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Anna Fifield on a panel with Barbara Demick and Yong Suk Lee.

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Logo of the Observer Research Foundation's 'Armchair Strategist' podcast with portraits of Oriana Skylar Mastro and Arzan Tarapore

Assessing the Conventional Military Balance Between India and China

Commentary / October 9, 2020
Oriana Skylar Mastro and Arzan Tarapore join the Observer Research Foundation’s ‘Armchair Strategist’ podcast to discuss how the Indian and Chinese militaries stack up as tensions between the two...
[Left] The Impossible State by CSIS; [Right] Director Gi-Wook Shin

Democrartic Erosion in South Korea

Commentary / October 5, 2020
Gi-Wook Shin discusses the state of democracy in South Korea, and how democratic backsliding there fits into larger patterns of democratic decline underway across the globe.
Chinese President Xi Jinping (R) talks with India's Prime Minister Manmohan Singh (L) during a meeting at the Diaoyutai State Guesthouse in 2013.

China-India: Talk is Cheap, But Never Free

Commentary / September 29, 2020
Nations often hesitate to negotiate with opponents during conflict. But Oriana Skylar Mastro urges that this is precisely what India and China need to do in order to curb the potential for a...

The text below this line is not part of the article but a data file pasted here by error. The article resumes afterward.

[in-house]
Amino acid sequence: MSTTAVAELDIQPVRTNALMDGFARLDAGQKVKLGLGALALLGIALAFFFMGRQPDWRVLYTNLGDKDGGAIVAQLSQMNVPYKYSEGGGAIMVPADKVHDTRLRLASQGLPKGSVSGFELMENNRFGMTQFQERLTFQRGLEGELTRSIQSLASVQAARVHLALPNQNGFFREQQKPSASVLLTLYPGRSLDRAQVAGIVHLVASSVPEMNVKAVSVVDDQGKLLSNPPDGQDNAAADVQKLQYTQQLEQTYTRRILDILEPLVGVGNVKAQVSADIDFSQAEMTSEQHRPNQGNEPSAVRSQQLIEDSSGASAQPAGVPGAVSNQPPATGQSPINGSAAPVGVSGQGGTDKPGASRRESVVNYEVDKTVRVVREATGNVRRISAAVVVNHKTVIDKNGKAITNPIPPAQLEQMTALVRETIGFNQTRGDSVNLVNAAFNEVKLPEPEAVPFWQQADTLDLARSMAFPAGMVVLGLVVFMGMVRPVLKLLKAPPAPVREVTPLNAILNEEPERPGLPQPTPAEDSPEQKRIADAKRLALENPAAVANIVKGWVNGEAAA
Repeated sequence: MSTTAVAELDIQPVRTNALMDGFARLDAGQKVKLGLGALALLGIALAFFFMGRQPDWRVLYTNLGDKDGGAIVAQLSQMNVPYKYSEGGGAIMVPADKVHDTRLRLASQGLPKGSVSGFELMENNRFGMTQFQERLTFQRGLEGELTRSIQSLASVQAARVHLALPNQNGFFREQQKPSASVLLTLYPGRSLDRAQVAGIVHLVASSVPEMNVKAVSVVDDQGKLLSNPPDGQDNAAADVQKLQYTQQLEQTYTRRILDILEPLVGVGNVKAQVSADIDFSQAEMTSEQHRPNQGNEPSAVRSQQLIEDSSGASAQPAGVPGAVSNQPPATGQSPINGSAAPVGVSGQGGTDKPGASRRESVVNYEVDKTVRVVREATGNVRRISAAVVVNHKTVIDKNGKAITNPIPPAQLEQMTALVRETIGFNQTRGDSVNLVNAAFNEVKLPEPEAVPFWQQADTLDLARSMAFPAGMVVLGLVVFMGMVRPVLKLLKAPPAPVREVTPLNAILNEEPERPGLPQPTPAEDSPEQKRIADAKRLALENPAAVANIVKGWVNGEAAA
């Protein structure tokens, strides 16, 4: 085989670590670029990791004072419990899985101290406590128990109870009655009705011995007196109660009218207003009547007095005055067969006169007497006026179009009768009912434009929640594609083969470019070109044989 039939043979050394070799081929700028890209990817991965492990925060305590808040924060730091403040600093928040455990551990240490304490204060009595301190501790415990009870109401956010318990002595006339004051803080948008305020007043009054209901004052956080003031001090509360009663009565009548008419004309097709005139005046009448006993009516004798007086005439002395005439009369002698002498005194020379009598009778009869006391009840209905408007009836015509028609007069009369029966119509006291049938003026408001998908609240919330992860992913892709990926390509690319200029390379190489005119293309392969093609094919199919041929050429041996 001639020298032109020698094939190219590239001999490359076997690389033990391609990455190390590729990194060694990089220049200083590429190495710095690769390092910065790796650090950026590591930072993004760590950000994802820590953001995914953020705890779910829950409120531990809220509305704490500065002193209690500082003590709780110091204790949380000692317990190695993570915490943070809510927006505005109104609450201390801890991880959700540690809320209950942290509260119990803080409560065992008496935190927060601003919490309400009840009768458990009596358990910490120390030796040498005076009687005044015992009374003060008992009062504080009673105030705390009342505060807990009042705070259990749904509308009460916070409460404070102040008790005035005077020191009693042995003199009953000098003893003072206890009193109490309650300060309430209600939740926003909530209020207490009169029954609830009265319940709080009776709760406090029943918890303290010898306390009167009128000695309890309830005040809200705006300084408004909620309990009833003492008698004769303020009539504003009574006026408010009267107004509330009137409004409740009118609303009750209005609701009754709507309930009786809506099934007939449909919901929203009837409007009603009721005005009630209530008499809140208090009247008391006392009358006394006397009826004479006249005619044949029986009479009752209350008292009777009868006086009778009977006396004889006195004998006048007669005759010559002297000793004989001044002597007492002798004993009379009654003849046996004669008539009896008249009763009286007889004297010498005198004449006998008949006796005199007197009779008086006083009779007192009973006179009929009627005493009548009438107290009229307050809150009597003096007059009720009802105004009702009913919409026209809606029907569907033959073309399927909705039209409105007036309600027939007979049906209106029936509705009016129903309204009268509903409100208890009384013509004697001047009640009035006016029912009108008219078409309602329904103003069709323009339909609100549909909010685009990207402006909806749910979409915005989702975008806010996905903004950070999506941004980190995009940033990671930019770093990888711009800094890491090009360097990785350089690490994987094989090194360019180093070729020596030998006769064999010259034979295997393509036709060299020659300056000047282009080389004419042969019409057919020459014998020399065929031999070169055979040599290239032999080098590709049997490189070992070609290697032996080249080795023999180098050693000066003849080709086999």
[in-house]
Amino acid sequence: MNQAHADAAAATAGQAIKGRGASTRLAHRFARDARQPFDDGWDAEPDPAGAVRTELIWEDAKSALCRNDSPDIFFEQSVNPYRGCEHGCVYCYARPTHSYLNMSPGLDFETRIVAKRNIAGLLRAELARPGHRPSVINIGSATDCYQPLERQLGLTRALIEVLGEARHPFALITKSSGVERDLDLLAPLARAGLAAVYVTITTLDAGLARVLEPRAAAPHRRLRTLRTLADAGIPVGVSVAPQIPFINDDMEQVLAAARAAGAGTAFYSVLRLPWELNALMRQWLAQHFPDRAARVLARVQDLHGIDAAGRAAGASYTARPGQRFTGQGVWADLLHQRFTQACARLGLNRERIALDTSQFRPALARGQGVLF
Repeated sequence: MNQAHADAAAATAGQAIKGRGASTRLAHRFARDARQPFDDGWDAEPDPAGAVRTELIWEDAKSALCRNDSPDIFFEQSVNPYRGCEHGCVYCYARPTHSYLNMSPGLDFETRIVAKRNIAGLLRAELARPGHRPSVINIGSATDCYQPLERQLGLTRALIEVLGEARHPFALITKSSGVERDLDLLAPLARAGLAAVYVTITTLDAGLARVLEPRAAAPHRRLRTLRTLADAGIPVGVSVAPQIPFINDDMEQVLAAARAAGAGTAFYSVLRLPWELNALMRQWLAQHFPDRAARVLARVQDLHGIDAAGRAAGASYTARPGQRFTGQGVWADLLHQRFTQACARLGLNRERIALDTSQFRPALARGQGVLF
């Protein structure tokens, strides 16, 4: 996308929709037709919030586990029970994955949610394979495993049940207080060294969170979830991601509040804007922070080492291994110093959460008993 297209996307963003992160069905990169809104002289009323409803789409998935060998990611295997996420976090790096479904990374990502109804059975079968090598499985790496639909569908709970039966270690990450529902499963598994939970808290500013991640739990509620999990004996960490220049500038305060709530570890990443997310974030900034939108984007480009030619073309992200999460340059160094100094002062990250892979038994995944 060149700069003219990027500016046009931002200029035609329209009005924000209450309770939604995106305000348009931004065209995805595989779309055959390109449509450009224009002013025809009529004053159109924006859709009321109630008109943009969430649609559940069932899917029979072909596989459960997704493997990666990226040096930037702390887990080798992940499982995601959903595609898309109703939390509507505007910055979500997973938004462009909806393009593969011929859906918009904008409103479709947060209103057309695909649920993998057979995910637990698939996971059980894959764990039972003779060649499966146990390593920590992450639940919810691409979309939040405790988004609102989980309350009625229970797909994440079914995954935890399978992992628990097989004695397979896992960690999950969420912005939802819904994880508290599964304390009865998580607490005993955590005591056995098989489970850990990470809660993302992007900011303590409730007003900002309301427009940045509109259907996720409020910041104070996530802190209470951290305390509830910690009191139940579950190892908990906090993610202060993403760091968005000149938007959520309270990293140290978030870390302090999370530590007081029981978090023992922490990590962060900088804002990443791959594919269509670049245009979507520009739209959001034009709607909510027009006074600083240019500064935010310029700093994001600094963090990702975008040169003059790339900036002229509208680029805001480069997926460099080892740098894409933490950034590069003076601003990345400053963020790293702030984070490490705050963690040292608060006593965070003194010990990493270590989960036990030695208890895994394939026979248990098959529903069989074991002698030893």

A missile display in the Military Museum in Beijing, China.

The United States Must Avoid a Nuclear Arms Race with China

Commentary / September 22, 2020
Oriana Skylar Mastro explains why U.S. nuclear policy needs to minimize the role of nuclear weapons in the U.S.-China great power competition and pave the way for arms control.
Suga Yoshihide at a press conference at the Liberal Democratic Party (LDP) headquarters.

Five Ways in Which Japan's New Prime Minister Suga is Different From Abe

Commentary / September 21, 2020
Yoshihide Suga has promised to continue many of Shinzo Abe's policies and goals, but APARC's Japan Program Director Kiyoteru Tsutsui explains how Suga's background, experience, and...
An Indian army soldier watches a fighter plane from a convoy of trucks in Gagangir, India.

India and China are Taking New Risks Along Their Border

Commentary / September 17, 2020
Will diplomacy help defuse the current tensions brewing along the India-China border? Arzan Tarapore analyzes why restoring peace between the two countries may prove difficult.
Japan's outing Prime Minister Shinzo Abe and incoming Prime Minister Yoshihide Suga hold a flower bouquet

Suga Is Fit to Lead, But Are Voters Ready to Like Him?

Commentary / September 14, 2020
Japan's next prime minister is a deeply pragmatic, self-made man.
A regiment of the Indian Army practices in dress uniform for Republic Day

Rethinking the Defense Doctrine of India

Commentary / September 10, 2020
The security threats India faces along its borders require new strategies, and in order to manage and prevent future risks, the military needs to overhaul its traditional playbook of deterring and...